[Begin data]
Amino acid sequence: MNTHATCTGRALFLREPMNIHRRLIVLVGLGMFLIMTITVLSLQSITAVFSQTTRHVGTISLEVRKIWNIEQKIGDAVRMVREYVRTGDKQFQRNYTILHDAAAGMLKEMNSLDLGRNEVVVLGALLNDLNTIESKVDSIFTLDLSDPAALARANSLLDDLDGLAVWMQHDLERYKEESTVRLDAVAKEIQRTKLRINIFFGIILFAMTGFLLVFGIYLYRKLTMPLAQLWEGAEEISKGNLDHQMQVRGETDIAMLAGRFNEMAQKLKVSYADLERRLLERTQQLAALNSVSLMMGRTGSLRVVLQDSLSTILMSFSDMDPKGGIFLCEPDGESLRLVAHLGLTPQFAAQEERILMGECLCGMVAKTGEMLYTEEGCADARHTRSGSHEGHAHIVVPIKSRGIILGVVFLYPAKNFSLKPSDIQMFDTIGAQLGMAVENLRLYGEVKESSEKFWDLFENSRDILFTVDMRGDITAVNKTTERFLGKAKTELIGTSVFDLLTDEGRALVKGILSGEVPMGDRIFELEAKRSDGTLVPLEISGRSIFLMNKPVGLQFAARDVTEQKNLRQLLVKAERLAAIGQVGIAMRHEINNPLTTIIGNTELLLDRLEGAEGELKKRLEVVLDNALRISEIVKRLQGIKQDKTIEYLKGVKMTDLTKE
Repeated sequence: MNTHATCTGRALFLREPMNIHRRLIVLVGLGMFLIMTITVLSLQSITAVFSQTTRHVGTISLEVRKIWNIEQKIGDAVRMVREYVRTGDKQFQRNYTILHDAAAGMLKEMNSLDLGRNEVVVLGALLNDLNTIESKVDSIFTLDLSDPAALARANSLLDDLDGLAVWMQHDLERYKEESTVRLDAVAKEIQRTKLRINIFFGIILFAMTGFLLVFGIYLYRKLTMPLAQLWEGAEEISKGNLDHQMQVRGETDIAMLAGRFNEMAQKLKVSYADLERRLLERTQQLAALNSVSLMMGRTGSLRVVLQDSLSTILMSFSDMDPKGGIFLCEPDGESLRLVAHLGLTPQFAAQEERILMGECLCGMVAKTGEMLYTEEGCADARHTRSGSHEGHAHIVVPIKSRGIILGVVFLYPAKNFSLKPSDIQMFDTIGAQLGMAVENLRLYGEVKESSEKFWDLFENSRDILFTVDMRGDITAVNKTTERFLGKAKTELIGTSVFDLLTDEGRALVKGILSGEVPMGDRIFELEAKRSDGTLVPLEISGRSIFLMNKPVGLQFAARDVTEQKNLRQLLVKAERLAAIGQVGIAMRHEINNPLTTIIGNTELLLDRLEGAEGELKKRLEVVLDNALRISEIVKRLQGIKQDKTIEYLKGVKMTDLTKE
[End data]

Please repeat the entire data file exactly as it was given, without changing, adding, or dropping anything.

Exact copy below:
Amino acid sequence: MNTHATCTGRALFLREPMNIHRRLIVLVGLGMFLIMTITVLSLQSITAVFSQTTRHVGTISLEVRKIWNIEQKIGDAVRMVREYVRTGDKQFQRNYTILHDAAAGMLKEMNSLDLGRNEVVVLGALLNDLNTIESKVDSIFTLDLSDPAALARANSLLDDLDGLAVWMQHDLERYKEESTVRLDAVAKEIQRTKLRINIFFGIILFAMTGFLLVFGIYLYRKLTMPLAQLWEGAEEISKGNLDHQMQVRGETDIAMLAGRFNEMAQKLKVSYADLERRLLERTQQLAALNSVSLMMGRTGSLRVVLQDSLSTILMSFSDMDPKGGIFLCEPDGESLRLVAHLGLTPQFAAQEERILMGECLCGMVAKTGEMLYTEEGCADARHTRSGSHEGHAHIVVPIKSRGIILGVVFLYPAKNFSLKPSDIQMFDTIGAQLGMAVENLRLYGEVKESSEKFWDLFENSRDILFTVDMRGDITAVNKTTERFLGKAKTELIGTSVFDLLTDEGRALVKGILSGEVPMGDRIFELEAKRSDGTLVPLEISGRSIFLMNKPVGLQFAARDVTEQKNLRQLLVKAERLAAIGQVGIAMRHEINNPLTTIIGNTELLLDRLEGAEGELKKRLEVVLDNALRISEIVKRLQGIKQDKTIEYLKGVKMTDLTKE
Repeated sequence: MNTHATCTGRALFLREPMNIHRRLIVLVGLGMFLIMTITVLSLQSITAVFSQTTRHVGTISLEVRKIWNIEQKIGDAVRMVREYVRTGDKQFQRNYTILHDAAAGMLKEMNSLDLGRNEVVVLGALLNDLNTIESKVDSIFTLDLSDPAALARANSLLDDLDGLAVWMQHDLERYKEESTVRLDAVAKEIQRTKLRINIFFGIILFAMTGFLLVFGIYLYRKLTMPLAQLWEGAEEISKGNLDHQMQVRGETDIAMLAGRFNEMAQKLKVSYADLERRLLERTQQLAALNSVSLMMGRTGSLRVVLQDSLSTILMSFSDMDPKGGIFLCEPDGESLRLVAHLGLTPQFAAQEERILMGECLCGMVAKTGEMLYTEEGCADARHTRSGSHEGHAHIVVPIKSRGIILGVVFLYPAKNFSLKPSDIQMFDTIGAQLGMAVENLRLYGEVKESSEKFWDLFENSRDILFTVDMRGDITAVNKTTERFLGKAKTELIGTSVFDLLTDEGRALVKGILSGEVPMGDRIFELEAKRSDGTLVPLEISGRSIFLMNKPVGLQFAARDVTEQKNLRQLLVKAERLAAIGQVGIAMRHEINNPLTTIIGNTELLLDRLEGAEGELKKRLEVVLDNALRISEIVKRLQGIKQDKTIEYLKGVKMTDLTKE